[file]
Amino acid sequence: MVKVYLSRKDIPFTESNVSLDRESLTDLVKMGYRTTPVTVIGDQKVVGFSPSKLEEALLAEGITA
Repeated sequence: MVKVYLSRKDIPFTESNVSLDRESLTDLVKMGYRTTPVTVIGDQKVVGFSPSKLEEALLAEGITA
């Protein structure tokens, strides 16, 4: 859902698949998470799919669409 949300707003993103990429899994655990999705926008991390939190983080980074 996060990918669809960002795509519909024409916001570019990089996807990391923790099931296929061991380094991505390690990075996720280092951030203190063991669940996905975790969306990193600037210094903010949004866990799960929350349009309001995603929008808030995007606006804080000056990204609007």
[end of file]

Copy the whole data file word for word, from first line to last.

Amino acid sequence: MVKVYLSRKDIPFTESNVSLDRESLTDLVKMGYRTTPVTVIGDQKVVGFSPSKLEEALLAEGITA
Repeated sequence: MVKVYLSRKDIPFTESNVSLDRESLTDLVKMGYRTTPVTVIGDQKVVGFSPSKLEEALLAEGITA
């Protein structure tokens, strides 16, 4: 859902698949998470799919669409 949300707003993103990429899994655990999705926008991390939190983080980074 996060990918669809960002795509519909024409916001570019990089996807990391923790099931296929061991380094991505390690990075996720280092951030203190063991669940996905975790969306990193600037210094903010949004866990799960929350349009309001995603929008808030995007606006804080000056990204609007």